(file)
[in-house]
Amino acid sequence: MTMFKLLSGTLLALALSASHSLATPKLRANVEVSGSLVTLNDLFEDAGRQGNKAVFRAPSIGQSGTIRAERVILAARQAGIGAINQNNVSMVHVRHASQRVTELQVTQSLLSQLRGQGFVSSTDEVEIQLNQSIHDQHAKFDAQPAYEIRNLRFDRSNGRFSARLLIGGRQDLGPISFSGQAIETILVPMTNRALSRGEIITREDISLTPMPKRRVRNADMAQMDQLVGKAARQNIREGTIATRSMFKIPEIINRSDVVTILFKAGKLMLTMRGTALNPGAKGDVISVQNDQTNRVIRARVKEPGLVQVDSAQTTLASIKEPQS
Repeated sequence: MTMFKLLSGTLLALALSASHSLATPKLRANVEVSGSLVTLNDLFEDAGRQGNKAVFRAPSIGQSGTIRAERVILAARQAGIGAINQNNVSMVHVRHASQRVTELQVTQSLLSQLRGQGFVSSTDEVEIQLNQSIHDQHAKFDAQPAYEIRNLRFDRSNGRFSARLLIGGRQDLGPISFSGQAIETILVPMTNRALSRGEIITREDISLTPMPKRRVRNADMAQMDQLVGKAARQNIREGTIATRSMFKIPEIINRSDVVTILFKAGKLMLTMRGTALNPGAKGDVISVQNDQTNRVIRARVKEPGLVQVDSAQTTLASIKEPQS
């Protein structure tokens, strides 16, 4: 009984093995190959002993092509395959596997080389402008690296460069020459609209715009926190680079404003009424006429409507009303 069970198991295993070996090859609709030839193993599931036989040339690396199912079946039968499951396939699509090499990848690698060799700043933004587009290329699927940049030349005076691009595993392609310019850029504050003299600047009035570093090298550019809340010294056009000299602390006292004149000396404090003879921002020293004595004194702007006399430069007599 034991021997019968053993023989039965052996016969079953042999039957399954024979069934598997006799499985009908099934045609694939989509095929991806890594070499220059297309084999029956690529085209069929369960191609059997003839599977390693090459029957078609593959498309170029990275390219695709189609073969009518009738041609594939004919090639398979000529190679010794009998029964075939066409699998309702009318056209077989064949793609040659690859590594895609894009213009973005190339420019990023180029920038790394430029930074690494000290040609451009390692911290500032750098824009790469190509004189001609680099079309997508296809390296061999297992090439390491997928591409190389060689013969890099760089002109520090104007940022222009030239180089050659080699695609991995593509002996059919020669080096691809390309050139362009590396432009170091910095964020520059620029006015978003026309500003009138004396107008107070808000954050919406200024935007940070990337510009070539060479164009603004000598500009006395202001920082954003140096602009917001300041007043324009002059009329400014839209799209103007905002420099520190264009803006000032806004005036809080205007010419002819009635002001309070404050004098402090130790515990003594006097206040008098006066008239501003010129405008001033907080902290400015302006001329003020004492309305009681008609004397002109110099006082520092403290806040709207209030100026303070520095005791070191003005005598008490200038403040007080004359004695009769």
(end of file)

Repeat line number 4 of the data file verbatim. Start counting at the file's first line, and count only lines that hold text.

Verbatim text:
């Protein structure tokens, strides 16, 4: 009984093995190959002993092509395959596997080389402008690296460069020459609209715009926190680079404003009424006429409507009303 069970198991295993070996090859609709030839193993599931036989040339690396199912079946039968499951396939699509090499990848690698060799700043933004587009290329699927940049030349005076691009595993392609310019850029504050003299600047009035570093090298550019809340010294056009000299602390006292004149000396404090003879921002020293004595004194702007006399430069007599 034991021997019968053993023989039965052996016969079953042999039957399954024979069934598997006799499985009908099934045609694939989509095929991806890594070499220059297309084999029956690529085209069929369960191609059997003839599977390693090459029957078609593959498309170029990275390219695709189609073969009518009738041609594939004919090639398979000529190679010794009998029964075939066409699998309702009318056209077989064949793609040659690859590594895609894009213009973005190339420019990023180029920038790394430029930074690494000290040609451009390692911290500032750098824009790469190509004189001609680099079309997508296809390296061999297992090439390491997928591409190389060689013969890099760089002109520090104007940022222009030239180089050659080699695609991995593509002996059919020669080096691809390309050139362009590396432009170091910095964020520059620029006015978003026309500003009138004396107008107070808000954050919406200024935007940070990337510009070539060479164009603004000598500009006395202001920082954003140096602009917001300041007043324009002059009329400014839209799209103007905002420099520190264009803006000032806004005036809080205007010419002819009635002001309070404050004098402090130790515990003594006097206040008098006066008239501003010129405008001033907080902290400015302006001329003020004492309305009681008609004397002109110099006082520092403290806040709207209030100026303070520095005791070191003005005598008490200038403040007080004359004695009769």